My Coronavirus spy op started the same way most cases start. A phone call with a client asking, “Hey, this is what we need done. Can you do it?”
This particular client, the attorney for a Fortune 100 company, needed field inspections and undercover surveillance of a competitor’s business. No problem, right? Not for a seasoned intelligence operation like ours. Then the client tells me that they need this done at 26 locations in a week or so. Sounds difficult, right? I figured I could still handle it. I have trusted operatives, and I can cover the ones that I can. Then they told me those 26 locations were spread throughout eleven different major metropolitan areas in the United States. With my ‘can do’ attitude, I said I’d put a proposal together and let them know my plan.
After staring at Google Maps until my eyes almost bled, and looking through my database of investigators, I began to doubt my ability to wrangle this many people in such a short amount of time. Between availability and getting predictable quotes for the client appeared impossible. I know you’re thinking… “Rob. You’ve always said nothing is impossible.” Right! I said that method was impossible. But the mission on the other hand is another story.
So I jumped on the travel sites and started plotting a potential route in order to test a theory. In about an hour I figured out that, yes, it is possible for me to personally conduct all of the inspections myself and also predict the budget. Yes, I’d have to fly twice a day, Uber all over tarnation, eat and sleep very little, and also not get sick, but I was up to the challenge.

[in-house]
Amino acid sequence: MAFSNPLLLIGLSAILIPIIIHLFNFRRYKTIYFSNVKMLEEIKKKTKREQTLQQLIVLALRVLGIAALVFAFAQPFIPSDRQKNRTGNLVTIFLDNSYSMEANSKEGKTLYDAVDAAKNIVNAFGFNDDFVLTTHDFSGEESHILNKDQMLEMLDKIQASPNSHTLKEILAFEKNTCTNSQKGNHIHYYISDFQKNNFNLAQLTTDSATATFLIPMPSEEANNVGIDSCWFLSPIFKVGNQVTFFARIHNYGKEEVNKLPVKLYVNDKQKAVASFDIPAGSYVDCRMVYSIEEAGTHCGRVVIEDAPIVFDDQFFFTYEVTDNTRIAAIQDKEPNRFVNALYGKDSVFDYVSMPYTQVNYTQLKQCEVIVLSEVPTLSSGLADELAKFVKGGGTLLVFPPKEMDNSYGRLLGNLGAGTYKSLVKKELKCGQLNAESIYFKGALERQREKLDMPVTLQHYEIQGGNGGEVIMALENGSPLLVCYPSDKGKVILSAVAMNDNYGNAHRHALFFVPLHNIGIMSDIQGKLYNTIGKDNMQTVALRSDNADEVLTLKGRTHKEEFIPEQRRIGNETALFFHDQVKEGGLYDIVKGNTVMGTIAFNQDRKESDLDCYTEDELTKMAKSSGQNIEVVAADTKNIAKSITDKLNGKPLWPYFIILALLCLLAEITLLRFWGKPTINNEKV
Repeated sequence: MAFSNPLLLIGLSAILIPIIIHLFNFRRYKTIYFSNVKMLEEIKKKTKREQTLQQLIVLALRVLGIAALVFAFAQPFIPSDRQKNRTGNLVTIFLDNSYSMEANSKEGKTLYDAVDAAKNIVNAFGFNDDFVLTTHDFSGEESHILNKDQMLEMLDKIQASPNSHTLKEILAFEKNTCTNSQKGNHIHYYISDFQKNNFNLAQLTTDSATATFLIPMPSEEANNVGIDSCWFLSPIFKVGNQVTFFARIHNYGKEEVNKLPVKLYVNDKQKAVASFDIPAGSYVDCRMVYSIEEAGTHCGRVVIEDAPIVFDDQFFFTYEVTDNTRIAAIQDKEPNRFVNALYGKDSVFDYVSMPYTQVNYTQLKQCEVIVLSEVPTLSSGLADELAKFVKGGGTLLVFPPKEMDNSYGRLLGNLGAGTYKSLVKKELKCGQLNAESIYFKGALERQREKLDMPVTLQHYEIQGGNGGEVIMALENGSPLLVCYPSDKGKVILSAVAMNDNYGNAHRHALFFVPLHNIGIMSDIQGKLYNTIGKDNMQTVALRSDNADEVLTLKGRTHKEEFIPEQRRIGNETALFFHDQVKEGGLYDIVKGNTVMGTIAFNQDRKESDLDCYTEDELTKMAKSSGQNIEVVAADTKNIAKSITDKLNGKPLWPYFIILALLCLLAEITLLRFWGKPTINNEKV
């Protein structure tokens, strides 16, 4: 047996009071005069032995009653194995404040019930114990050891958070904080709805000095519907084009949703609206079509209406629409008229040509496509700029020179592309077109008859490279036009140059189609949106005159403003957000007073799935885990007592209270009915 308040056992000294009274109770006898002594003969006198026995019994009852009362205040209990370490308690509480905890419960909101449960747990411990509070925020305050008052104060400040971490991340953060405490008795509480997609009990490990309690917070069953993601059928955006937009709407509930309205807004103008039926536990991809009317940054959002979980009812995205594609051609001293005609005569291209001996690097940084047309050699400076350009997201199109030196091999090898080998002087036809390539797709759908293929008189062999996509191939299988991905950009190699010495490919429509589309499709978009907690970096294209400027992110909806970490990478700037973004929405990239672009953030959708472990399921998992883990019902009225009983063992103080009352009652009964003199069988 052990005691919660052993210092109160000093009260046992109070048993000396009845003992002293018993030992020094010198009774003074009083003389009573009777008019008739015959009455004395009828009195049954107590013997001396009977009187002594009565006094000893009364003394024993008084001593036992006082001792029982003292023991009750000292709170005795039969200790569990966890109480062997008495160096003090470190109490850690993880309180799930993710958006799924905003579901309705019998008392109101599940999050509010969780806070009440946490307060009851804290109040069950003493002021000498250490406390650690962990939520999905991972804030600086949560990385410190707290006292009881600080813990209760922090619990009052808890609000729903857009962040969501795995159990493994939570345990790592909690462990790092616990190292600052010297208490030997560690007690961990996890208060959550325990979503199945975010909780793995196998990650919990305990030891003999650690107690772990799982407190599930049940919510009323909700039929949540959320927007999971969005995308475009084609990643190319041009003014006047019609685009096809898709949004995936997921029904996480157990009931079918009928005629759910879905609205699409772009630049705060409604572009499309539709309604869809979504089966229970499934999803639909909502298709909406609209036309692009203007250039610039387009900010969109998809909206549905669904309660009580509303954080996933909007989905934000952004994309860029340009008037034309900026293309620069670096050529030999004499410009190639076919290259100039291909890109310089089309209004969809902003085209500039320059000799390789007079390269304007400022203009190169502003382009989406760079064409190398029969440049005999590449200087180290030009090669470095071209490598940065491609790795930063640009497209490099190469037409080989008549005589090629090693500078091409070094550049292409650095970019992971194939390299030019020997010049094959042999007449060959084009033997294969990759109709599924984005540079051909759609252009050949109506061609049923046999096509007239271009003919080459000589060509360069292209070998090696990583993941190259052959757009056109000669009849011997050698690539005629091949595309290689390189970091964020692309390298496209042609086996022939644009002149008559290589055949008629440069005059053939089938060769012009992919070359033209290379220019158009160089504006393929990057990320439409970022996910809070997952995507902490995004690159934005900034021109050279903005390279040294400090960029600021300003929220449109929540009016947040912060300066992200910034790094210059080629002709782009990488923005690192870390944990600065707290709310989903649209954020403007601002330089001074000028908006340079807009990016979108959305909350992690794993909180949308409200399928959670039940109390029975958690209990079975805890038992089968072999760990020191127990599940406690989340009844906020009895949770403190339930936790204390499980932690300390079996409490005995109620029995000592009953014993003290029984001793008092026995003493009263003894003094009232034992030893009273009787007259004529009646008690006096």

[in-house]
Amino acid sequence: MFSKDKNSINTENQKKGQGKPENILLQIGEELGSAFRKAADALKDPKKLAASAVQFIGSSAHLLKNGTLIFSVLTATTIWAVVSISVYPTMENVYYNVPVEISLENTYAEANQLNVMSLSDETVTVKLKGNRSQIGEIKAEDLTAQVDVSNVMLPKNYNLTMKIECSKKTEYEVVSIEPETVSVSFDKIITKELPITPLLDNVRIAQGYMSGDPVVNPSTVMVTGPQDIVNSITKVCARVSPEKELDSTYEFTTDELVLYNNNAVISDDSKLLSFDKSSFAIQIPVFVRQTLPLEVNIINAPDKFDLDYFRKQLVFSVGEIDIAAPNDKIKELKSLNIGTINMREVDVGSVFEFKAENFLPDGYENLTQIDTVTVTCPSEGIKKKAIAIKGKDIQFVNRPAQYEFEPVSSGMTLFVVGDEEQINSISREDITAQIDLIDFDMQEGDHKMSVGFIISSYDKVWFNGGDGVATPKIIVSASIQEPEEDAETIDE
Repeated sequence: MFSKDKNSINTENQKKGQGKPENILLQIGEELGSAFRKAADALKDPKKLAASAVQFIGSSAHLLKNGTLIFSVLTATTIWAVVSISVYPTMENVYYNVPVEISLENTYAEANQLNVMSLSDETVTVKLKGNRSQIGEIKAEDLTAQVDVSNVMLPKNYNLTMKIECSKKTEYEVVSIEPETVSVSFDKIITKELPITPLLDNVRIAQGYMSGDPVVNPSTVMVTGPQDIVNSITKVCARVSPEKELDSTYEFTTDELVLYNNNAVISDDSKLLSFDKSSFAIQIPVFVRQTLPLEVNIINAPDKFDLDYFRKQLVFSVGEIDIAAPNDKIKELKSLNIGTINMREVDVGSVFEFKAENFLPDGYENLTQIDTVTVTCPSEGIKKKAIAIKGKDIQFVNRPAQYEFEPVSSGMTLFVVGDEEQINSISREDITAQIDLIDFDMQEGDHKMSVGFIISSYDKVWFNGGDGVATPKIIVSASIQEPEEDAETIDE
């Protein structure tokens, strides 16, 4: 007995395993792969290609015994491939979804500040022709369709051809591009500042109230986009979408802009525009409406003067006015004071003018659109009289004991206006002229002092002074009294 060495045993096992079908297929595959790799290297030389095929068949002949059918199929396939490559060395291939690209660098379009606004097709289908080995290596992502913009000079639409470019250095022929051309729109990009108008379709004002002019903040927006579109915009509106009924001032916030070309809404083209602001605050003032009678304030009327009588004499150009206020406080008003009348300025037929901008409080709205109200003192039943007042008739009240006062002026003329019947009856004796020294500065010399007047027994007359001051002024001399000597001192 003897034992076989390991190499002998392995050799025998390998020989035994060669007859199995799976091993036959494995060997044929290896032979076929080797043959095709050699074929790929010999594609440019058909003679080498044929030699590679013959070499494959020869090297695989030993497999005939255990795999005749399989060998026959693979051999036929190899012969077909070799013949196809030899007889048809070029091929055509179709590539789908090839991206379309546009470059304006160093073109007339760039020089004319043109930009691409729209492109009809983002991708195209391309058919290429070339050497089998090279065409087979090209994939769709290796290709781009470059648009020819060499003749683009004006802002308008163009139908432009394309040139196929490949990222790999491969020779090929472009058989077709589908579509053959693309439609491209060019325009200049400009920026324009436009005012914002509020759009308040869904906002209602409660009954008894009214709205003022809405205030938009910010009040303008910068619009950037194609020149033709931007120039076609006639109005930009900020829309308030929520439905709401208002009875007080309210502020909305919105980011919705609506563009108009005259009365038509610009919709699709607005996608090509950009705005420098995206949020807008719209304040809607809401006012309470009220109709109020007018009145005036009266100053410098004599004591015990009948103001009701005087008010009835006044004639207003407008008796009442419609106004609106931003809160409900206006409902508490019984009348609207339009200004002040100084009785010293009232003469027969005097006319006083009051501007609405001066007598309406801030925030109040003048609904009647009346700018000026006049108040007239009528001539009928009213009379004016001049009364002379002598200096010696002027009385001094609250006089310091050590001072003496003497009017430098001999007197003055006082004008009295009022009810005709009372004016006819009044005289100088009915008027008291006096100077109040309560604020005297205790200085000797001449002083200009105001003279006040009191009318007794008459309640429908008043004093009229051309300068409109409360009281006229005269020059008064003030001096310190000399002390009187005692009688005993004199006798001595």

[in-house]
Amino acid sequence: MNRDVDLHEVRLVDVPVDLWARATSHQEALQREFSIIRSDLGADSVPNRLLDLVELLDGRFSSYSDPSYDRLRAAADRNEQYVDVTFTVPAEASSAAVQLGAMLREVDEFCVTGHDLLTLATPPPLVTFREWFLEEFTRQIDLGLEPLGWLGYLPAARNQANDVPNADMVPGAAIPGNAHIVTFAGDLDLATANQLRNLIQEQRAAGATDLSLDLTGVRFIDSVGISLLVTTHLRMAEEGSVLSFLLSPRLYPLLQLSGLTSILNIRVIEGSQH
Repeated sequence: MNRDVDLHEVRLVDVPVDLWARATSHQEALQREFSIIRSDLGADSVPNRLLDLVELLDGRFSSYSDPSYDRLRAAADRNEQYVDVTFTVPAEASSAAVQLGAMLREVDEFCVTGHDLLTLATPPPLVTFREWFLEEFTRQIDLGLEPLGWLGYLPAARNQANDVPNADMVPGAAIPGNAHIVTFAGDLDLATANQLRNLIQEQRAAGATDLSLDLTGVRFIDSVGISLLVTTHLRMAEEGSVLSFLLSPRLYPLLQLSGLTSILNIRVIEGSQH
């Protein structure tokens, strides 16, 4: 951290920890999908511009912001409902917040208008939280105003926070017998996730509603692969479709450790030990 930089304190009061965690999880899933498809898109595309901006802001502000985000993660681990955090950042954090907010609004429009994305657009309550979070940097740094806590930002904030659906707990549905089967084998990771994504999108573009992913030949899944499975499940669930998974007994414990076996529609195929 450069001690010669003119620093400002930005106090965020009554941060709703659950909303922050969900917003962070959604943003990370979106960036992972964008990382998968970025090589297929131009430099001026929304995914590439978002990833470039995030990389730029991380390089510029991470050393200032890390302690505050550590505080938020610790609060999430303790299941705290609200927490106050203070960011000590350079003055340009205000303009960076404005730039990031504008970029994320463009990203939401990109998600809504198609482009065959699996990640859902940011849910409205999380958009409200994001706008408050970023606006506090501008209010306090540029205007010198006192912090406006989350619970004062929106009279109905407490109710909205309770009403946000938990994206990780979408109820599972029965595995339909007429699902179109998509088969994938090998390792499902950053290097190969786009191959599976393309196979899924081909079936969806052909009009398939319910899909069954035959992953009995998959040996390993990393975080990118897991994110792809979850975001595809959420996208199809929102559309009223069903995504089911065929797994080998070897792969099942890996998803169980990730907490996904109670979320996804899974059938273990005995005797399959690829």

I explained to the client what I had come up with and they were agreeable. Not only was the price right, but they were also happy that all of the work would be done by the same pair of eyes. So, after the client’s check cleared, I plotted my course and made arrangements.
I began the trip on February 28th and there was talk about some virus, in the vein of SARS, the swine and bird flus. I survived them, am pretty careful about germs, and there was no major travel warning. Despite that, I did see a large proportion of Asian travelers wearing surgical masks.
The trip went well. I covered all of the ground I needed with time to spare in each city. Even the flights were predictable, only a couple delays of less than an hour.
On my final journey back home to LAX, I met ex-Superman actor Dean Cain, who ended up being on my flight. Cain gave me some crap about my Eagles jacket, but we had fun discussing football (he briefly played in the NFL) while we waited to board our plane. Yes, I bit my tongue when the thought entered my mind to ask why he needed a plane to fly. I’m sure he hears that every trip to the airport at least a hundred times.
Work trip complete! 26 undercover site inspections, 10 cities, 12 flights, 14K miles in 6 days. All of the undercover imagery was uploaded to the secure cloud and I was ready for a nap.
Oh, about the virus… This was March 4th and things in the world were still running normally. Oh! Did I catch anything? I got the sniffles and a cough, but I shook that after sleeping heavily for two days, some zinc, and chugging a superhuman amount of orange juice.
The moral of the story? Don’t try this at home. However, if you need something like this done in the future, you know who to call.
Now, I’m going to finish my coffee.